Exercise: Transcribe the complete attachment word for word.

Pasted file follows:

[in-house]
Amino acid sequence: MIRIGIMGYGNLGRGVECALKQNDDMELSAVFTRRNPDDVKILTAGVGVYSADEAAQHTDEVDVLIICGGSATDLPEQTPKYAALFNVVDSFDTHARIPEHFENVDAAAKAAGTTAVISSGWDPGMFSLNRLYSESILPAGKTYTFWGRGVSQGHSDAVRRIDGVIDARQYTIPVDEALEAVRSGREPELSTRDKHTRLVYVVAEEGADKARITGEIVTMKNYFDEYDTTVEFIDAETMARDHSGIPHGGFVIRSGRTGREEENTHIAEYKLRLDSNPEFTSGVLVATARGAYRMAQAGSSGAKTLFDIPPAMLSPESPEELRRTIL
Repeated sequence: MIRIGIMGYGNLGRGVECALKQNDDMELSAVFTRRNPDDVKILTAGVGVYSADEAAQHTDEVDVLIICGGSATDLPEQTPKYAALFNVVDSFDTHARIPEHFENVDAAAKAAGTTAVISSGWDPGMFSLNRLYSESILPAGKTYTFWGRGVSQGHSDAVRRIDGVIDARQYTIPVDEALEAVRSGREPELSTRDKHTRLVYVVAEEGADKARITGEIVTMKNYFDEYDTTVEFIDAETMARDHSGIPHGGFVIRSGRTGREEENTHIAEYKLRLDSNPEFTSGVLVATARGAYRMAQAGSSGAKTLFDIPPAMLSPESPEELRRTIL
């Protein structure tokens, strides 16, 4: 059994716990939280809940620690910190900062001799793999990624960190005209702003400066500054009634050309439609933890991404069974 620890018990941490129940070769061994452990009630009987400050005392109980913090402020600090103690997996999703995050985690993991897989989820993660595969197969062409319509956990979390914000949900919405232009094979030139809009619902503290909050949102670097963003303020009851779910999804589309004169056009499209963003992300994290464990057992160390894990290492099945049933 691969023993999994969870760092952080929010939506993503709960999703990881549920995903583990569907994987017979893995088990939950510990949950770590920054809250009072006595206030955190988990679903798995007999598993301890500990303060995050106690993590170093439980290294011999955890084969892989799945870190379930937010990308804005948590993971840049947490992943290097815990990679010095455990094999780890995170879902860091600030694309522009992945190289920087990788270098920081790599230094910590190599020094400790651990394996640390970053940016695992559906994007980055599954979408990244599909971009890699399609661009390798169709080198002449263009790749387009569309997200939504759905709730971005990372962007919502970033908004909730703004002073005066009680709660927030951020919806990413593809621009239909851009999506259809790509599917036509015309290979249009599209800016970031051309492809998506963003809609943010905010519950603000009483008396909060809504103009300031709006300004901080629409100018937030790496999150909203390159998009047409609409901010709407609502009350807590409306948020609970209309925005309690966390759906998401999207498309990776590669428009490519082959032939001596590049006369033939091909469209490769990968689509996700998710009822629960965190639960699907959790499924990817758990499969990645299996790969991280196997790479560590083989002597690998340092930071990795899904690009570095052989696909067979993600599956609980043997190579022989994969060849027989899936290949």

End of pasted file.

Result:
[in-house]
Amino acid sequence: MIRIGIMGYGNLGRGVECALKQNDDMELSAVFTRRNPDDVKILTAGVGVYSADEAAQHTDEVDVLIICGGSATDLPEQTPKYAALFNVVDSFDTHARIPEHFENVDAAAKAAGTTAVISSGWDPGMFSLNRLYSESILPAGKTYTFWGRGVSQGHSDAVRRIDGVIDARQYTIPVDEALEAVRSGREPELSTRDKHTRLVYVVAEEGADKARITGEIVTMKNYFDEYDTTVEFIDAETMARDHSGIPHGGFVIRSGRTGREEENTHIAEYKLRLDSNPEFTSGVLVATARGAYRMAQAGSSGAKTLFDIPPAMLSPESPEELRRTIL
Repeated sequence: MIRIGIMGYGNLGRGVECALKQNDDMELSAVFTRRNPDDVKILTAGVGVYSADEAAQHTDEVDVLIICGGSATDLPEQTPKYAALFNVVDSFDTHARIPEHFENVDAAAKAAGTTAVISSGWDPGMFSLNRLYSESILPAGKTYTFWGRGVSQGHSDAVRRIDGVIDARQYTIPVDEALEAVRSGREPELSTRDKHTRLVYVVAEEGADKARITGEIVTMKNYFDEYDTTVEFIDAETMARDHSGIPHGGFVIRSGRTGREEENTHIAEYKLRLDSNPEFTSGVLVATARGAYRMAQAGSSGAKTLFDIPPAMLSPESPEELRRTIL
């Protein structure tokens, strides 16, 4: 059994716990939280809940620690910190900062001799793999990624960190005209702003400066500054009634050309439609933890991404069974 620890018990941490129940070769061994452990009630009987400050005392109980913090402020600090103690997996999703995050985690993991897989989820993660595969197969062409319509956990979390914000949900919405232009094979030139809009619902503290909050949102670097963003303020009851779910999804589309004169056009499209963003992300994290464990057992160390894990290492099945049933 691969023993999994969870760092952080929010939506993503709960999703990881549920995903583990569907994987017979893995088990939950510990949950770590920054809250009072006595206030955190988990679903798995007999598993301890500990303060995050106690993590170093439980290294011999955890084969892989799945870190379930937010990308804005948590993971840049947490992943290097815990990679010095455990094999780890995170879902860091600030694309522009992945190289920087990788270098920081790599230094910590190599020094400790651990394996640390970053940016695992559906994007980055599954979408990244599909971009890699399609661009390798169709080198002449263009790749387009569309997200939504759905709730971005990372962007919502970033908004909730703004002073005066009680709660927030951020919806990413593809621009239909851009999506259809790509599917036509015309290979249009599209800016970031051309492809998506963003809609943010905010519950603000009483008396909060809504103009300031709006300004901080629409100018937030790496999150909203390159998009047409609409901010709407609502009350807590409306948020609970209309925005309690966390759906998401999207498309990776590669428009490519082959032939001596590049006369033939091909469209490769990968689509996700998710009822629960965190639960699907959790499924990817758990499969990645299996790969991280196997790479560590083989002597690998340092930071990795899904690009570095052989696909067979993600599956609980043997190579022989994969060849027989899936290949």